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Credit: Chase Sutton

Justin Watson thought it was just a punt like any other. 

The former Quaker, buried on the receiver depth chart for the Tampa Bay Buccaneers, trotted out to the field after his team failed to convert on third down against the Seattle Seahawks. Watson hadn’t produced much on offense in the NFL yet, but was carving out a nice role on special teams. 

So as he took his position on the inside of the line, he put his head down and prepared to block for a few seconds and then release down the field. 

But this was no ordinary punt. 

The Seahawks, instead of rolling out their punt return team, left their defense out on the field. So instead of blocking someone his size or smaller, he looked up and saw 6-foot-5, 255-pound former No. 1 draft pick and defensive end Jadeveon Clowney. To make matters worse, the All-Pro was in a four-point stance, a position he had found himself in once before

If blocking Clowney is a nuisance for a 300-pound offensive lineman, then it was a nightmare for Watson. 

“[I was thinking] 'this is gonna be it, either I’m gonna stand my ground and prove myself or he’s gonna blow me up and block the punt and that could be it,'” Watson said. 

In the NFL, young players often have to prove themselves on special teams before getting a chance to play on offense. But the margin of error on special teams is razor thin, so even one mistake could mean the end of a career. For Watson, his couldn’t end like this, not after the promise he showed at Penn.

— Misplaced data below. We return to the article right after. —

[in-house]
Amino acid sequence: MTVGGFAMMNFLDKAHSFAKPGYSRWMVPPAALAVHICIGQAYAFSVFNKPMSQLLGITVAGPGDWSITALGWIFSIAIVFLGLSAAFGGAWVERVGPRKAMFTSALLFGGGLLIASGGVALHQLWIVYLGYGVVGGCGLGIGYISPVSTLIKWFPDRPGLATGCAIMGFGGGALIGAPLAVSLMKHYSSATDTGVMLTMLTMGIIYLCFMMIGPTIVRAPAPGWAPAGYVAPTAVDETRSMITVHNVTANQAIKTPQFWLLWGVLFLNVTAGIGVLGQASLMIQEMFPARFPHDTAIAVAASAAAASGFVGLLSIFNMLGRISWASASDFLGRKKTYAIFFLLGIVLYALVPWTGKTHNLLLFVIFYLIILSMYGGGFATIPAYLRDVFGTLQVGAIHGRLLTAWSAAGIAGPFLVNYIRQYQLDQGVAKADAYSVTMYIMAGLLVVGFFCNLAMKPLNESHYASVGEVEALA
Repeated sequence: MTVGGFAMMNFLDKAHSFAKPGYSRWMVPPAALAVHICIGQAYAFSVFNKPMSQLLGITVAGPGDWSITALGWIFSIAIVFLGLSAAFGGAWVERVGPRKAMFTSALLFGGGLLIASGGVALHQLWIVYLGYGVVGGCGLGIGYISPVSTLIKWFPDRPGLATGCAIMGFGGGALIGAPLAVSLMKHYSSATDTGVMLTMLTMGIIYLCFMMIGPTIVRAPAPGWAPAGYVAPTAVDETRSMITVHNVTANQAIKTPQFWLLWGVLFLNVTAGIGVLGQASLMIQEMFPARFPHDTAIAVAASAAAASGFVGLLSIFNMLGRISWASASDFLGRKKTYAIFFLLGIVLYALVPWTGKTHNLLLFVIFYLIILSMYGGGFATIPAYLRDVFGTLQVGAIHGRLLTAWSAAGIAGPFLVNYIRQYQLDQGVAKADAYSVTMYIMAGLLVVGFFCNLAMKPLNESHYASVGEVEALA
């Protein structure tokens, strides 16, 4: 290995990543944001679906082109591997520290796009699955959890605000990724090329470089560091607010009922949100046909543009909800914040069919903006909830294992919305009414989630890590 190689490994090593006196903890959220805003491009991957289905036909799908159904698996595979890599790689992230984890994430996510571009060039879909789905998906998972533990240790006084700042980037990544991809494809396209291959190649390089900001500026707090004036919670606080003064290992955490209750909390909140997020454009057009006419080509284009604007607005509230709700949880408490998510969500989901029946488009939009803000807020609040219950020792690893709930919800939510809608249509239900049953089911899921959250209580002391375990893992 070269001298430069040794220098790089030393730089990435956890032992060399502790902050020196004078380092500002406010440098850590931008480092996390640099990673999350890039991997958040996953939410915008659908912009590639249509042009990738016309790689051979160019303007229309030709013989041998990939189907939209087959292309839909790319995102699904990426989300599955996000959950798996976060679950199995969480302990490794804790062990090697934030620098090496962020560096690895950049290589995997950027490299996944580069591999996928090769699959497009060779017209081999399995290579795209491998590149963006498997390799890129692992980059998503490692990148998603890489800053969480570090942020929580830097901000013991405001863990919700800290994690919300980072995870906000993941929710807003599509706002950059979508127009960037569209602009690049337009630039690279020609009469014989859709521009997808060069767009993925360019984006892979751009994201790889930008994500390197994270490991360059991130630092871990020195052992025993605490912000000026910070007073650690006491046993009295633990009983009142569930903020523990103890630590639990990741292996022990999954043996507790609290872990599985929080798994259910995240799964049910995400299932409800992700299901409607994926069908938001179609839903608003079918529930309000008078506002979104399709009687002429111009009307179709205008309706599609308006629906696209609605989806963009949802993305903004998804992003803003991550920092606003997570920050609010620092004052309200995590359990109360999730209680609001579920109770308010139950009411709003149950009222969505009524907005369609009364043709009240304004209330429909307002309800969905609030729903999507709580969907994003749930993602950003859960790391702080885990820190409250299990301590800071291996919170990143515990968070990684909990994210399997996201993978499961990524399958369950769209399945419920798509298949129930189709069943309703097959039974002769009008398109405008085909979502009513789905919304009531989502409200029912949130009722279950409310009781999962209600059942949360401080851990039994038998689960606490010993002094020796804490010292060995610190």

While wearing Red and Blue, Watson re-wrote the record books, becoming the all-time leader in receptions, receiving yards, receiving touchdowns, and all-purpose yards in the program’s 140-year history. He also set several Ivy League records as he carried the Quakers to two conference championships. 

When his storied collegiate career was finally over, he became the first offensive skill player from Penn to be taken in the NFL Draft in 30 years when the Buccaneers made him the 144th pick in 2018.

Penn football alumnus Justin Watson plays for the Tampa Bay Buccaneers. | Photo courtesy of The Tampa Bay Buccaneers

“[Penn] definitely prepared me for the NFL,” Watson said. “The coaching staff and strength staff are second to none. The rigors of balancing academics at Penn along with football, it’s a lot, so being in that highly competitive environment on and off the field, you learn to just get used to competing for everything all the time.”

In spite of his accomplishments with the Quakers, he rarely saw the field on offense as a rookie, recording only one reception in 2018. He did turn heads on special teams, and it became his calling card for making a living playing football.

So when the snap came and Clowney bull-rushed him, Watson, who had been preparing for moments like this with strength training, ultimately held his ground. 

And it’s a good thing he did, because a few weeks later, injuries to Pro Bowl receivers Mike Evans and Chris Godwin finally opened up a chance for Watson to play on offense. Over the final four games of the season, he logged 14 receptions for 146 yards and a pair of touchdowns, proving that he can compete in the NFL. 

This season, Watson will have a chance to do even more. The Buccaneers' third receiver slot is open now that Breshad Perriman left in free agency, so Watson will fight for the spot in the coming weeks.